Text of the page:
Disclaimer: This booklet is for informational purposes only and does not constitute legal advice. CCR aims to provide a general description of the legal and practical issues that progressive or radical activists might face. Each person’s circumstances are unique, and minor factual differences may result in very different answers to the questions presented here. For answers to specific legal problems, issues or questions, obtain the advice of a qualified attorney in your area.



AnarchistNews.org. July 26:

From the EWOK! zine, parts of which are still relevant though the org may be defunct:Often, when folks find themselves having been visited or otherwise solicited for information by law enforcement, their reaction is to keep the fact that they’ve been targeted for government harassment quiet. In reality, however, the worst thing (next to cooperating!) that you can do in this situation is to keep it to yourself. In doing so, you deprive yourself of community support at a time that may be stressful and even terrifying and, simultaneously, you help the government maintain a veil of secrecy around the harassment and surveillance they use to destroy resistance movements.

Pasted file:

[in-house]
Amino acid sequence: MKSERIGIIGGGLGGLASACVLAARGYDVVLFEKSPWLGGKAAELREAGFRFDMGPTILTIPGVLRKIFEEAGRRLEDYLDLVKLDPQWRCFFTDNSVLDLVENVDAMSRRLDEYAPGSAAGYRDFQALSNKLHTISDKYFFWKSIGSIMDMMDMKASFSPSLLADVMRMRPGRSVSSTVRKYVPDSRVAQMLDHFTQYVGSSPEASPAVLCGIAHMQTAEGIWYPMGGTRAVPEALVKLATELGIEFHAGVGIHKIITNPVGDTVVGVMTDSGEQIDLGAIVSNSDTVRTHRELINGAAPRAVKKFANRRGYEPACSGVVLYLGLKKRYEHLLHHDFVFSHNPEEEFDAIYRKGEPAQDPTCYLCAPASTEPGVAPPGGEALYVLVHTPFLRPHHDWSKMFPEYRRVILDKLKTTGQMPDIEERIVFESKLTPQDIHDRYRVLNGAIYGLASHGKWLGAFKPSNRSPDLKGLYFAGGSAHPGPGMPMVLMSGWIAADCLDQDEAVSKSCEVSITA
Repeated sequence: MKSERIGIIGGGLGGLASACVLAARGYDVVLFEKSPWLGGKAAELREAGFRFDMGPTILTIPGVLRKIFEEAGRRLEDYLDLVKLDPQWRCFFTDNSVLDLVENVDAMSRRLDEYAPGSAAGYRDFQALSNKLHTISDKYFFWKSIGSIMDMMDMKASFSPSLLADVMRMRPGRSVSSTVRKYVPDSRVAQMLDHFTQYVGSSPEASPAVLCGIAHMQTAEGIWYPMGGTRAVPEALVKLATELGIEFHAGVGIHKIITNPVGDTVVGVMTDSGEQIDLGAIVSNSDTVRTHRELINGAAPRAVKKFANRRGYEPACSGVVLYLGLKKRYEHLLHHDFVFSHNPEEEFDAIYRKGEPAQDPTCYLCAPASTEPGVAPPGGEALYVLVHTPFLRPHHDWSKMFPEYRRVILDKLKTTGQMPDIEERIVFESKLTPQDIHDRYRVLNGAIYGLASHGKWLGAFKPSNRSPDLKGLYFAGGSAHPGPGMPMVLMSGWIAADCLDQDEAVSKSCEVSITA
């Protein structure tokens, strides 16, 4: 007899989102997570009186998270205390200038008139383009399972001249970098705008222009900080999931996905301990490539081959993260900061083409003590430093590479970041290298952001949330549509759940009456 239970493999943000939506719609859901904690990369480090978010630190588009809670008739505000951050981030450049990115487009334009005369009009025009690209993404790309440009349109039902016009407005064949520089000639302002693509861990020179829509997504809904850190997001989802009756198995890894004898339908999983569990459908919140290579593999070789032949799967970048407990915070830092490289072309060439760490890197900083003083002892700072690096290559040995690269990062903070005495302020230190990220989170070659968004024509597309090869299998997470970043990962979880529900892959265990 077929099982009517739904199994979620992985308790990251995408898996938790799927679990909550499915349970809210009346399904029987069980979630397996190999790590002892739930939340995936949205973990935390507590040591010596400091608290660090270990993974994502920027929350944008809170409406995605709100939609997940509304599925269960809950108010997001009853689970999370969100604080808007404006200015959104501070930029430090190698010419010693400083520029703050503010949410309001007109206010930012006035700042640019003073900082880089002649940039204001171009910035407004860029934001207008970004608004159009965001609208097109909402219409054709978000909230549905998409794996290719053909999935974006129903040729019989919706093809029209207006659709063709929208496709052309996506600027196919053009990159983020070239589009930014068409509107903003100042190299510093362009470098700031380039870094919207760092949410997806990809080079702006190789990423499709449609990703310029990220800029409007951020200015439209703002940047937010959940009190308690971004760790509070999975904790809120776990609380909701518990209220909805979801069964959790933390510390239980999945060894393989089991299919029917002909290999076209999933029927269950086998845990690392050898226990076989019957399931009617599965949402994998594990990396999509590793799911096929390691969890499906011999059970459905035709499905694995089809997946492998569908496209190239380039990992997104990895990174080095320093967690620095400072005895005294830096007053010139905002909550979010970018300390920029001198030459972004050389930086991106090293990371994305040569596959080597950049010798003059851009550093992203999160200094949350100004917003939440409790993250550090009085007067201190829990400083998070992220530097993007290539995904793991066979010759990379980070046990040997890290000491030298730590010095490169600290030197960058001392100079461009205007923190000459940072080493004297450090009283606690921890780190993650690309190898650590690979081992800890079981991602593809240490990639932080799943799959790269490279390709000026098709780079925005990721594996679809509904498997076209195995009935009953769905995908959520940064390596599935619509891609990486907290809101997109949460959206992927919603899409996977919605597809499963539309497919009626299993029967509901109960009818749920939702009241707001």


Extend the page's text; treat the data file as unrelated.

Many people who’ve been harassed by law enforcement officers report having been threatened with negative consequences should they choose to go public about the incident. This, like so much of what they’ll tell you, is utter and complete bullshit. YOU ARE NOT LEGALLY BOUND TO KEEP THEIR SECRETS, and the fact that they often lie and try to convince you that you are only speaks to the fact that doing so benefits them, while spreading the word benefits us. Part of their strategy for repressing dissent is to quietly isolate individuals from their communities and terrorize them into cooperating in their efforts. If we expose what they’re doing every time they do it, we strip them of the freedom and protection that secrecy offers- think of it as a little counter-counter-insurgency tactic.